(561e) Towards a Generic Model for Twin-Screw Wet Granulation: Calibration and Validation of an Improved PBM for Multiple APIs. | AIChE

(561e) Towards a Generic Model for Twin-Screw Wet Granulation: Calibration and Validation of an Improved PBM for Multiple APIs.


Nopens, I., Ghent University
Van Hauwermeiren, D., Ghent University
Peeters, M., Ghent University
De Beer, T., Ghent University
Recently the pharmaceutical industry has undergone changes in the way of producing oral solid dosages (tablets) from traditional inefficient and expensive batch production to continuous. Recent advances in the pharmaceutical industry include increased use of twin-screw wet granulation (TSWG) in the manufacturing of solid dosage and application of advanced modeling tools such as Population Balance Models (PBM). The twin-screw wet granulation unit is a unit operation of the ConsiGmaTM-25 continuous powder-to-tablet process line from GEA Pharma Systems. However, improved understanding of the physical process properties within the TSWG, expanding knowledge of the effect of the active pharmaceutical ingredient (API)/formulation on the granulation mechanisms, and the improvement of current PBM models are necessary to successfully operate this continuous production process.

As an initial effort to look into process mechanisms present in the twin-screw wet granulator, a unique dataset was collected at different locations inside the granulator and reported in (Verstraeten et al., 2017). Here, the main factor that affects the granule size distribution (GSD) is the liquid-to-solid ratio (L/S). At low L/S ratio, the GSD exhibits bimodality, whereas at high L/S ratio the GSD shows unimodal behavior. From this work, a 1D-PBM compartmental model was developed for predicting the GSD at the outlet of the granulator starting from the pre-blend using aggregation and breakage as the main phenomena that take place in the granulation process. The full model is composed of three PBM models in series (Van Hauwermeiren et al., 2018). One for each zone for which data was gathered: the wetting zone (pre-blend to after the addition of the liquid binder), kneading zone 1 (from after the wetting zone to after the first kneading elements), kneading zone 2 (just before the second kneading elements up until the end of the granulator barrel).

Since none of the traditional kernels from the literature could model the bimodal behavior observed from the measurements in the wetting zone, a new aggregation kernel was proposed that was capable to capture different types of behavior at different L/S ratio conditions with one single kernel. The breakage kernel (only used in the kneading zones) is a combination of attrition and uniform breakage (Van Hauwermeiren et al., 2018). This work was conducted for a single formulation, therefore, for general applicability, this needs to be extended by adding the effect of formulation properties. In that way, a true generic PBM can be constructed.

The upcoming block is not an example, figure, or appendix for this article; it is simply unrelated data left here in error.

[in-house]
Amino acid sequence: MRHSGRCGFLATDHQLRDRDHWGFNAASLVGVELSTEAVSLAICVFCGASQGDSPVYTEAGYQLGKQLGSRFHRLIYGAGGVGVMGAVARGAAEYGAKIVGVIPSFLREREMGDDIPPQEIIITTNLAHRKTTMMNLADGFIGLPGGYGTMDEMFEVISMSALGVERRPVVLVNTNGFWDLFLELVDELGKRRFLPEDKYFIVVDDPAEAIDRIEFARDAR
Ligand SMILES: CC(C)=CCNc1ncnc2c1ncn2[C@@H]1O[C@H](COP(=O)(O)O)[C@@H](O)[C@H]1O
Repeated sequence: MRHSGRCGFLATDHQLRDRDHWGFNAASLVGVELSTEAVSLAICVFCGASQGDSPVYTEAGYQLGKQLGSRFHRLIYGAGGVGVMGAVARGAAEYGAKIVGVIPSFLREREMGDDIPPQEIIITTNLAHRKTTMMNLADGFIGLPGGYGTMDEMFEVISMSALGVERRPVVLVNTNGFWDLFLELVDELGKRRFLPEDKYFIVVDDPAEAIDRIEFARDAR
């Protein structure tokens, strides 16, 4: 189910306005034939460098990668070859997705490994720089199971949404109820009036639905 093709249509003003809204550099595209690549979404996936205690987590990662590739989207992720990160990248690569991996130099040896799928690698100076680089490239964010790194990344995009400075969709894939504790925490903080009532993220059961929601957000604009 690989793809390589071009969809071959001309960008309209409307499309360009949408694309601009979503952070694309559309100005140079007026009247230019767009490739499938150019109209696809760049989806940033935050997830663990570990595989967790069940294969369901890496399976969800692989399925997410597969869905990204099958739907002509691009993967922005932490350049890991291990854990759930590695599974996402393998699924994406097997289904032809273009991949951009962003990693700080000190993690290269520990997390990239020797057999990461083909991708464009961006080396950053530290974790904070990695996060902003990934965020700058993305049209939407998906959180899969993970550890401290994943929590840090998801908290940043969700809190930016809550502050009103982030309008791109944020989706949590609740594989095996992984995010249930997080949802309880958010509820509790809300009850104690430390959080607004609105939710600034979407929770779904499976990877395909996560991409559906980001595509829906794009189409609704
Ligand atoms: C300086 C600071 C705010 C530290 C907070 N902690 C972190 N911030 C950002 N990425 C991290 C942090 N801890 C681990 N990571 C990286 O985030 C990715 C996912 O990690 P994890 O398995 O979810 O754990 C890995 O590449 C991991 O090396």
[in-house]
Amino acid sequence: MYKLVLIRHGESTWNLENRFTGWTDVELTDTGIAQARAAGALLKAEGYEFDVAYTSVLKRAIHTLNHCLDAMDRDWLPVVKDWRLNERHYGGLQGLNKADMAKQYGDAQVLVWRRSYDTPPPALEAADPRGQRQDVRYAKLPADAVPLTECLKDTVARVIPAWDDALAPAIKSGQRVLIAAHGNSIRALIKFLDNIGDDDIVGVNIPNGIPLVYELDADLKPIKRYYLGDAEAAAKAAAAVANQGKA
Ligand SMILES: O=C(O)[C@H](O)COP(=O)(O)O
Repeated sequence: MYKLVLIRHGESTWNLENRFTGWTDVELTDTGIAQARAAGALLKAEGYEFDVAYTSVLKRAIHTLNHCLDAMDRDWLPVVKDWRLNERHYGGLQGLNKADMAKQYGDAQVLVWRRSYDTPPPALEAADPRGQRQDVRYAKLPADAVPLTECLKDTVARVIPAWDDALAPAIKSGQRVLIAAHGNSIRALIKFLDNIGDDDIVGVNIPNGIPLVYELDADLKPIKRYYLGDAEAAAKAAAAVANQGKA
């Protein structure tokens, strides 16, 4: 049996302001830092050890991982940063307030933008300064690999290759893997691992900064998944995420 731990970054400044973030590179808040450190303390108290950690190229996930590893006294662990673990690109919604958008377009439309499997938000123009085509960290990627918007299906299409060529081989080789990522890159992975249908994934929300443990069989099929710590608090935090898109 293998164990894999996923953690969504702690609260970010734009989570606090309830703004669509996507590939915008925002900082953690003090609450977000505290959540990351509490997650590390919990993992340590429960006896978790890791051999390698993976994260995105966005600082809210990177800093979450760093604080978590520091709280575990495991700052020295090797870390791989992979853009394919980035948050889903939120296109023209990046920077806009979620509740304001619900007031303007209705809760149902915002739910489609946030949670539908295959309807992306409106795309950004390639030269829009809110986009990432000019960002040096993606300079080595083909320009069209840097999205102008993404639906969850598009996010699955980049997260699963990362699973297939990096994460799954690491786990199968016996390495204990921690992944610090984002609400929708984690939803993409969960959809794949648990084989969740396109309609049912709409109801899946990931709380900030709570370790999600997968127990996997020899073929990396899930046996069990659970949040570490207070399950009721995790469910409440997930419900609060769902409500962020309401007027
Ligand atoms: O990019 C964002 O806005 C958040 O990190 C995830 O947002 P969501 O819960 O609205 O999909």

In the present work the 1D-PBM compartmental model was calibrated with a new dataset collected for two hydrophobic and two hydrophilic formulations, with different process conditions, at 4 different locations: the wetting zone, kneading zone 1, kneading zone 2, and at the end of the granulator.

To attain the desired behavior in the wetting zone, some mathematical modifications were made to the aggregation kernel to accurately predict the location and the size of the two peaks for the bimodal behavior and simultaneously incorporate the influence of the L/S ratio. Further, the model parameters that affect the bimodal behavior were linked to specific formulation properties.

The aforementioned changes in the aggregation kernel, constitute improvements to the model reducing the number of parameters to be calibrated from five to two. This parameter reduction makes the model more clear and interpretable. Further, it removes any parameter identifiability issues so that a clear link between model parameters and both process settings as well as formulation properties can be determined.

The PBM was calibrated and validated for multiple formulations (with different APIs content) and process settings. These developments allow us to assess the effect of the formulation properties on granulation behavior. For a new formulation, its properties can now be used to make a simulation of the possible GSDs so that with only a limited number of experiments, the optimal range can be determined. This general PBM for TSWG will greatly reduce the amount of material needed for experimentation and it can reduce the time-to-market for a new product.


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